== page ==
Coming Soon!

Urgent That You Contact (excerpt)

I never claimed to be a detective. Far from it, I'm terrified of cops. As a little kid I had bad dreams, scary dreams, in which I was chased-in black and white-by dozens of old-fashioned Keystone Cops on foot, only it wasn't funny. I ran as hard as I could, but I could never outrun them. I woke up countless mornings, all twisted up in the sheets, drenched in sweat from the previous night's near arrest. Later, after a decade of television viewing that stretched from Nixon's "Checkers" speech to the Kennedy assassination, the nineteenth-century comic patrolmen evolved into cars full of G-men in black rain slickers, carrying Tommy guns and silver badges in black leather wallets. These secret agents lurked around hotel lobbies and underground parking garages-now in color-waiting to catch me in the act. The only aspect that remained unchanged was the twisted sheets, soaking wet.
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Phyllis Marie (excerpt)

“We interrupt this broadcast to bring you this important bulletin from American Press headquarters in Washington. Flash. The White House announced Japanese attack on Pearl Harbor one hour ago. Stay tuned to this frequency for more information as it unfolds.”

Phyllis Marie felt her throat catch as she tried to find words, but there were none. She looked across the room at Perry—standing there in his scarlet letterman’s sweater from Friends University with its gray Q she had sewn on the pocket for him—his face scowling with indignation. Just thirty seconds ago, he was the handsome boy of almost twenty-four with whom she had shared their marriage bed in the early sunrise light. Suddenly, he looked like a very serious young man. Although no one spoke a word about the possibility, she knew at that moment that if there were to be a war, Perry would be going.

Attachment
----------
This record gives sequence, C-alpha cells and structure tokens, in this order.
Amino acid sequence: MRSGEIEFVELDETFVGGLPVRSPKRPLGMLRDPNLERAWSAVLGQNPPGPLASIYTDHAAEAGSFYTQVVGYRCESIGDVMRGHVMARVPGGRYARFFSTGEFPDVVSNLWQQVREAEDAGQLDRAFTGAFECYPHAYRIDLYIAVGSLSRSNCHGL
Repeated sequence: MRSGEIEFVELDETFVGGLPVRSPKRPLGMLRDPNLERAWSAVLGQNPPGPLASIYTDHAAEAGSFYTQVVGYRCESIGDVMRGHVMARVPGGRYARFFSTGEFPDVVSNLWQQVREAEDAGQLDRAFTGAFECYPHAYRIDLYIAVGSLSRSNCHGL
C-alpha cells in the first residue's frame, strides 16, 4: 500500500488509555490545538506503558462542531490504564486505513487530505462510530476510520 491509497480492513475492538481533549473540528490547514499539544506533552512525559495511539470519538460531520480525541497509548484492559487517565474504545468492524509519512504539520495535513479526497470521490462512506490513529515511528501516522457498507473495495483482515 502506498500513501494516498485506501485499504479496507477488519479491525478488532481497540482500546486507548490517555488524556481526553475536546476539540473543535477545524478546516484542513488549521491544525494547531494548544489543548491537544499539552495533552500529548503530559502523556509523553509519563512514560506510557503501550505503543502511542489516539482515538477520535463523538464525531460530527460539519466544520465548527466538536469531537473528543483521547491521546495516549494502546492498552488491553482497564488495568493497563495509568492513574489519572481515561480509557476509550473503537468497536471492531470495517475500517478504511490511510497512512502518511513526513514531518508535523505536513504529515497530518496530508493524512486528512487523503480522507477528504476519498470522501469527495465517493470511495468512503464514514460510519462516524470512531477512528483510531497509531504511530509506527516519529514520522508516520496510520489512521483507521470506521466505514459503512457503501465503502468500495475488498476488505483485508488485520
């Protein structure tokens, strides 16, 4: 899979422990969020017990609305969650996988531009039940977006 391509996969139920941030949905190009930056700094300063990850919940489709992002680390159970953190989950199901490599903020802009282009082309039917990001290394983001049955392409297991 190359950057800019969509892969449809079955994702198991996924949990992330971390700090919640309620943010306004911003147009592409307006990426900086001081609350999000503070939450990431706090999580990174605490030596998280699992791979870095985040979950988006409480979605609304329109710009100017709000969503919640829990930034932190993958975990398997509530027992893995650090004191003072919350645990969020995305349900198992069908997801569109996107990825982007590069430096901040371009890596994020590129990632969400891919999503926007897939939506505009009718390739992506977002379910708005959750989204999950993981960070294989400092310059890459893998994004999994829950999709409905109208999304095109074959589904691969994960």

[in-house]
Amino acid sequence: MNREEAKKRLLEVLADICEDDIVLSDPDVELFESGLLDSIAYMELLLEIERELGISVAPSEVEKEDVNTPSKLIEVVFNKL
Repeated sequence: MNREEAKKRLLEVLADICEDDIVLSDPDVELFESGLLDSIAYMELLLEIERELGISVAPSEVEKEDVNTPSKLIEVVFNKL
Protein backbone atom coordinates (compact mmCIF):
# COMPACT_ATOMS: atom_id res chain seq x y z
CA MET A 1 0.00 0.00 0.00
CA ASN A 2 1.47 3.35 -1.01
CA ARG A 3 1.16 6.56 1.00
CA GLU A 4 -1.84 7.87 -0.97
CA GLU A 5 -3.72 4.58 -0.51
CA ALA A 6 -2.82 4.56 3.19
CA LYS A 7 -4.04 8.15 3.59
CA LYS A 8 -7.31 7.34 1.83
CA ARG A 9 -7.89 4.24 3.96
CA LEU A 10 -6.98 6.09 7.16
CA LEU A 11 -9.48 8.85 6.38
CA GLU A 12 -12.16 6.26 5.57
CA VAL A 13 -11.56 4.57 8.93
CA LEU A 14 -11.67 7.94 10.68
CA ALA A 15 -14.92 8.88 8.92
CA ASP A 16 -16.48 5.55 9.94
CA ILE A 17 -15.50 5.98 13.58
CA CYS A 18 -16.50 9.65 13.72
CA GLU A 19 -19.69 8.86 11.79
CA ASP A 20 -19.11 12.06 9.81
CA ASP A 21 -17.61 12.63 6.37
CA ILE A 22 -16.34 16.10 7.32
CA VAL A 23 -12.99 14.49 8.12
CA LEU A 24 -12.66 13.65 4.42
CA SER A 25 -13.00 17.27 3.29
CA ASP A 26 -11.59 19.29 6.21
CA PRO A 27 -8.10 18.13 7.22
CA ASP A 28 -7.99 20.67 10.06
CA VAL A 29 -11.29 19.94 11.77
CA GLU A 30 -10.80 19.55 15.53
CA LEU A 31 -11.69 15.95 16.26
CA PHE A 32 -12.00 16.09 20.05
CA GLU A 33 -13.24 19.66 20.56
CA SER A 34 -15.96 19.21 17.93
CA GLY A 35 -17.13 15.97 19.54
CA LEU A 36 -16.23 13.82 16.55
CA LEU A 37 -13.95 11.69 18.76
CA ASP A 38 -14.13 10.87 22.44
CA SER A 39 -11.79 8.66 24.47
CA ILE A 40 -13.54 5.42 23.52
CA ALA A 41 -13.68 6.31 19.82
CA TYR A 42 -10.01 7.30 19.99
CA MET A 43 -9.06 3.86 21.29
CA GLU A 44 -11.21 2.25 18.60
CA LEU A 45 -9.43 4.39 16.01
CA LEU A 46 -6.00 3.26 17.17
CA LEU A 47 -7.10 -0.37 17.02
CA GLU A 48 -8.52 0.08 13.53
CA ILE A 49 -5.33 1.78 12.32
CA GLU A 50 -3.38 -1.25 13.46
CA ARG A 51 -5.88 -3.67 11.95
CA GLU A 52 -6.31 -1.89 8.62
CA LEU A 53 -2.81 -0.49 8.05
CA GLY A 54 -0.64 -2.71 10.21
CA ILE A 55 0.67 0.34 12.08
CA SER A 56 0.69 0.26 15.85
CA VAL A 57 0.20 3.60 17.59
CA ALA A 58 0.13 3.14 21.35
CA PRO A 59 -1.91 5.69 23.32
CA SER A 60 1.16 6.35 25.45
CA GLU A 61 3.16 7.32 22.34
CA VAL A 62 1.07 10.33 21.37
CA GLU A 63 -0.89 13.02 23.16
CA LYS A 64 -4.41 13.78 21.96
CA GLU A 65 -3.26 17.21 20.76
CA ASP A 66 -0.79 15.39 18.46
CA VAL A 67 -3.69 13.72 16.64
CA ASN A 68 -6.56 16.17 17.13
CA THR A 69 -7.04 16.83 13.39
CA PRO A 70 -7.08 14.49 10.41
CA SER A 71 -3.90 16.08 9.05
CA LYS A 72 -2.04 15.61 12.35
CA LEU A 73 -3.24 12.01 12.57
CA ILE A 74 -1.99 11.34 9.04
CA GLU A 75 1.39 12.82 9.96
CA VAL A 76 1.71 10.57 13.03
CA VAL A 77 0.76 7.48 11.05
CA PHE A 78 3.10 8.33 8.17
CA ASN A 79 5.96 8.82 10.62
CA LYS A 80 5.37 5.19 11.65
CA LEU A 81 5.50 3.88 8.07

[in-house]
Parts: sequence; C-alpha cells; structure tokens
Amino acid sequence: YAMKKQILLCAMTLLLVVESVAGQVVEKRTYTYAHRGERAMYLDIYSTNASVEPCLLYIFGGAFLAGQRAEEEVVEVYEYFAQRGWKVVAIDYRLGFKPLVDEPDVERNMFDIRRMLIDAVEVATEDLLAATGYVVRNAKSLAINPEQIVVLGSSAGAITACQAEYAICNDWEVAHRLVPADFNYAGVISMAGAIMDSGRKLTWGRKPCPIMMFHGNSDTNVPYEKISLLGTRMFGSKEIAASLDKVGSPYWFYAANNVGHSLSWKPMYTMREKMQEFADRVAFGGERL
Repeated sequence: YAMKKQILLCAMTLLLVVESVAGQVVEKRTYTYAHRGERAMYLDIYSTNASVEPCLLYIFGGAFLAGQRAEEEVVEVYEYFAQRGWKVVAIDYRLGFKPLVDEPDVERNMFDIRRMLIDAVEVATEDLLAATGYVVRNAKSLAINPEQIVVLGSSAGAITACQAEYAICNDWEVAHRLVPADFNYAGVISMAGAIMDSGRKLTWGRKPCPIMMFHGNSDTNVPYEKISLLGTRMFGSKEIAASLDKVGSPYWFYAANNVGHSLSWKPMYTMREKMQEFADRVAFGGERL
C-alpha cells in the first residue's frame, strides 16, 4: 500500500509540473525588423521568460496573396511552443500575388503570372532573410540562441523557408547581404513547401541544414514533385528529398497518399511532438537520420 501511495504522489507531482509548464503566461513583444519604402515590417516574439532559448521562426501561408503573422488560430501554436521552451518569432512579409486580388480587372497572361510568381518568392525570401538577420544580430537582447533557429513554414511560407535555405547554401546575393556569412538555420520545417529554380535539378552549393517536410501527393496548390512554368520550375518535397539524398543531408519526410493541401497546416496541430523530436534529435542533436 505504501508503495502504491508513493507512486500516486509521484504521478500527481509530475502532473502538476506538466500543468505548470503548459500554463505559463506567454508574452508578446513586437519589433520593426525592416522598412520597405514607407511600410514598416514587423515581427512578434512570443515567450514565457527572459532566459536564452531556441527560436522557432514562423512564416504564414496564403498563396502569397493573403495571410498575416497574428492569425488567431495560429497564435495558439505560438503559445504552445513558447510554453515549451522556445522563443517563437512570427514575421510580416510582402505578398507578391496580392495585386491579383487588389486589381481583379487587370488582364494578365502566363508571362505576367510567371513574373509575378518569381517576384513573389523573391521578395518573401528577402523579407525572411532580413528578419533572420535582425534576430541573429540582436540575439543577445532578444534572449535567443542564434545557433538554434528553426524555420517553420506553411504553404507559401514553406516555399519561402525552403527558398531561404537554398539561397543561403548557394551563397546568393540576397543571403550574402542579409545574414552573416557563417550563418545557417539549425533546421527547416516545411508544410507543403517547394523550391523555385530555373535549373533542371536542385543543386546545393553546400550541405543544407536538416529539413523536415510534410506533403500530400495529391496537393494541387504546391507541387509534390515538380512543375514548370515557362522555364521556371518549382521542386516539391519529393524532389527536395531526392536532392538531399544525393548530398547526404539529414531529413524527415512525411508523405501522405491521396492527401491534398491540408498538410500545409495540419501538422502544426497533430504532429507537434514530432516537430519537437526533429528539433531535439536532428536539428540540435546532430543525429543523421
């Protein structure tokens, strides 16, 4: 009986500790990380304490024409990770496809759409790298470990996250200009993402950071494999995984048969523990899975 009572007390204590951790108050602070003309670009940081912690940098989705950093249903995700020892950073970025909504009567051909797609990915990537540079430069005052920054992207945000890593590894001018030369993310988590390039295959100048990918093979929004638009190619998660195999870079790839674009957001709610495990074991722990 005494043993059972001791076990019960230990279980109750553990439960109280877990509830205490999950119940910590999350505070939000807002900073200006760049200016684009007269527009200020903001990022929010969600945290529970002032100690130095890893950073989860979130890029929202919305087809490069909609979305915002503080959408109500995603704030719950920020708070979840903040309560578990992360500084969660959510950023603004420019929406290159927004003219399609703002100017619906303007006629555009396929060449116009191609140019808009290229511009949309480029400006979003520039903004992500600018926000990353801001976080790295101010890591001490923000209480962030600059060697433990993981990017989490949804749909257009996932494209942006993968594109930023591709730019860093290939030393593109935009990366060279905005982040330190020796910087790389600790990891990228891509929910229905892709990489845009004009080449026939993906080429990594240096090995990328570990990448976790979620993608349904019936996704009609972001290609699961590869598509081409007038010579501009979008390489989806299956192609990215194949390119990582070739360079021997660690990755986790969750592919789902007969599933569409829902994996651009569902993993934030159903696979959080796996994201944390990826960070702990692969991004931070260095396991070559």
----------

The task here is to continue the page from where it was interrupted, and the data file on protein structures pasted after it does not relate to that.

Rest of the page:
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An Absence of Doves (excerpt)

Would anyone come for her or would she die here, wherever here is? She remembered for a moment what her mother had looked like, but she could not remember if her mother was alive or dead. She tried to work with her mother’s image to piece together her own identity, her age, where she lived, what she did in her life, before she found herself in the silence and the blackness again. 

Despite her exhaustion, she realized that she was not surrounded by silence after all. She could hear the presence of doves. Where had they been before now? Would they fly somewhere on her behalf and tell someone about her? She pleaded with them to go for help, although, like her screaming, her mouth did not open and the words did not come out, but she took comfort from the fact that she had company now, even if it was only a flight of doves.

She slept for a while, real sleep, not the limbo state of silence and blackness, until she awoke with a start. Something was different, she thought. What was it? The silence was back. The doves had retreated into the silence.
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